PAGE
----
Soon, solar sheets that turn 95% of sunlight into electricity
Patrick Pinhero and his team developed a thin sheet of small antennas which can harvest the heat and convert it into usable electricity.
Washington: An engineer at the Missouri University Chemical Engineering Department is in the process of developing a flexible solar sheet that captures more than 90 pc of available sunlight.
Patrick Pinhero and his team have developed a thin, moldable sheet of small antennas called nantenna, which can harvest the heat from industrial processes and convert it into usable electricity.
Their ambition is to extend this concept to a direct solar facing nantenna device capable of collecting solar irradiation in the near infrared and optical regions of the solar spectrum.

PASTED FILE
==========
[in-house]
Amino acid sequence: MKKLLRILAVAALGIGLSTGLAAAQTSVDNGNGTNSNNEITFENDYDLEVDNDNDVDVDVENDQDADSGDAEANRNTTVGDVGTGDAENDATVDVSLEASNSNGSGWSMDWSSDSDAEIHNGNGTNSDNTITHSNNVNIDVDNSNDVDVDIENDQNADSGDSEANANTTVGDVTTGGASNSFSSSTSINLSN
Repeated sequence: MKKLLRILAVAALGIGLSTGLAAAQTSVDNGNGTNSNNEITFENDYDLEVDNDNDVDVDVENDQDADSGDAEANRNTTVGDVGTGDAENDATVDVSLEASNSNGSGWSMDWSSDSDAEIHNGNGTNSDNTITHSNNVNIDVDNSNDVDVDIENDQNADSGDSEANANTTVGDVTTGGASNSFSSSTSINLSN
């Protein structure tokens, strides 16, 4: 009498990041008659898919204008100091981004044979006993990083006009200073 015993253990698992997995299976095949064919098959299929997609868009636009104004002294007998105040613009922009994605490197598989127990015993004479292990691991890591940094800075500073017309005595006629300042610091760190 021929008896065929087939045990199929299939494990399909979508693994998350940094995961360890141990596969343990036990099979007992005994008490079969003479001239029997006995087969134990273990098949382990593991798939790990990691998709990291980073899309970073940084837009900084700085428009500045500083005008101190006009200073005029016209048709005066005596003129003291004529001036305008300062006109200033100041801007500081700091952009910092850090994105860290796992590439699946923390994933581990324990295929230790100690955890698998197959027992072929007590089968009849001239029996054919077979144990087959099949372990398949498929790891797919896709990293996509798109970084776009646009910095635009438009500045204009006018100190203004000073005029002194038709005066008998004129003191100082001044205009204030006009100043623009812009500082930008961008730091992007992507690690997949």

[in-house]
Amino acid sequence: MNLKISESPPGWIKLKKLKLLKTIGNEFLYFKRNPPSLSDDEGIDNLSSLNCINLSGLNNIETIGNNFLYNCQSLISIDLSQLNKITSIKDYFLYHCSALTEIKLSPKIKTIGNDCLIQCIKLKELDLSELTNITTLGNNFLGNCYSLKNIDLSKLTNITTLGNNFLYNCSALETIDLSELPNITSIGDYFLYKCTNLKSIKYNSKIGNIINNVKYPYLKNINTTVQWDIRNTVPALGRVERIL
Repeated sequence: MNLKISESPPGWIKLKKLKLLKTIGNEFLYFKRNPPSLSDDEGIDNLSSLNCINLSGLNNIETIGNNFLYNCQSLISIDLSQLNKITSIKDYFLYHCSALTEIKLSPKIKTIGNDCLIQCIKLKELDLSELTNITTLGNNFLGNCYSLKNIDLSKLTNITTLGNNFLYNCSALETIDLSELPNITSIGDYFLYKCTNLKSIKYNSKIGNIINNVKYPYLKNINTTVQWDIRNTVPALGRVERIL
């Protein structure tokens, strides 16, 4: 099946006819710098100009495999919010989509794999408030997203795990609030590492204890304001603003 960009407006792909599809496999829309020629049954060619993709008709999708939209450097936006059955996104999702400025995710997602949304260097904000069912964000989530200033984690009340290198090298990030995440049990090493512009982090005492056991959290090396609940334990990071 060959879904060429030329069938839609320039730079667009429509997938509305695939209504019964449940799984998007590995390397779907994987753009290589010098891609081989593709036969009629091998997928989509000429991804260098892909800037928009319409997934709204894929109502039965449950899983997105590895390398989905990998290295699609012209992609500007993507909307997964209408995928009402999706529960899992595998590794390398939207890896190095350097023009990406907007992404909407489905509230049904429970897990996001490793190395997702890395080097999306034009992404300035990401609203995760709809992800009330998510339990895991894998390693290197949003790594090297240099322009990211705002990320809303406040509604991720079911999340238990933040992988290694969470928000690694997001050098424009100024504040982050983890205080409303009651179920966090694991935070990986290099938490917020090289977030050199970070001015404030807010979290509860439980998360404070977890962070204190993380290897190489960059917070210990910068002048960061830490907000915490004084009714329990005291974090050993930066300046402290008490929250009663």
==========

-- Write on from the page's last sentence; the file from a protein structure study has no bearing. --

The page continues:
According to Pinhero, energy generated using traditional photovoltaic (PV) methods of solar collection is inefficient and neglects much of the available solar electromagnetic (sunlight) spectrum.
Today````s solar panels only collect about 20 pc of available light, he reveals.
"Our overall goal is to collect and utilize as much solar energy as is theoretically possible and bring it to the commercial market in an inexpensive package that is accessible to everyone," said Pinhero.
"If successful, this product will put us orders of magnitudes ahead of the current solar energy technologies we have available to us today," he added.
Pinhero plans to make prototypes available to consumers within the next five years.